I'm not too sure if the oracle was around for more than 1,000 years before Christ. It might have been though. I can't be sure. confused

Quote

But the reality is that the town and temples were used as Greece's Treasury for centuries. Phillip of Macedon (Alexnder the Great's father--approx 1300BC) stole all he could from it


Alexander the Great's father, Philip of Maccedonia was a Greek, and the king of the state of Macedonia. He united all the Greek states under him, which eventually led his son Alexander and his Greek army, to fight and conquer the Persian Empire. If the series gave the impression otherwise, then it was intentional and faulty. The intent would have been to give credence to the state that is now claiming the name Macedonia. crazy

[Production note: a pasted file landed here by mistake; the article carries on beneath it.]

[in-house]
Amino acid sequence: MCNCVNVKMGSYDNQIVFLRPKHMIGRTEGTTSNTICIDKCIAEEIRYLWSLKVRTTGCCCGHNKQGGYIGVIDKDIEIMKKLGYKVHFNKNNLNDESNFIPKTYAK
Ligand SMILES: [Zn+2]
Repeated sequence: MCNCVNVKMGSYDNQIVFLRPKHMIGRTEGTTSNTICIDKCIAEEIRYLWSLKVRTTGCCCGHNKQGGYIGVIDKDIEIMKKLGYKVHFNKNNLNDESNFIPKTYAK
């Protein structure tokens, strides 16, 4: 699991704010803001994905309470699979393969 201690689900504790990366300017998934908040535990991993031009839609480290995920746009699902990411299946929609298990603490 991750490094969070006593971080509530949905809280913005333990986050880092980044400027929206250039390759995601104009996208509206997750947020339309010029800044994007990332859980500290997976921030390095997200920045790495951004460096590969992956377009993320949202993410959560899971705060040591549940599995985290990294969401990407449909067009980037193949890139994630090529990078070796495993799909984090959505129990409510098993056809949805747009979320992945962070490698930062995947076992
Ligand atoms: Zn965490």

The true Macedonia, is the Northern province of Greece with the same name. Also the date of king Philip as well as Alexander the Great, would have been around three hundred years before the birth of Christ.

When Alexander conquered all the Persian territories, and established cities a far as India, he made the world Greek. It was the Greek language, (the lingua Franca of the time), that made it possible for Christianity to grow throughout the then world. When Pontius Pilate and Jesus spoke, they probably spoke in Greek...otherwise, how would they have been able to communicate? confused

I can't help but feel from what you've told me, that there was some kind of geopolitical propaganda involved. Many, many wars have been fought over the sea coast city of Solonika, (Thessalonika), this past century. Of course I could be wrong. I just don't trust the history channel. shocked Call it paranoia! crazy

God Bless,

Zenovia

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I enjoy the History International channel. I'm thinking of dropping it though--my cable company has a "tier" system and I'm paying $15 a month for the tier that includes History International. And it's the only channel on that tier I like or would want to watch. So I'm paying $15 a month for one channel! I just don't know if it's worth it.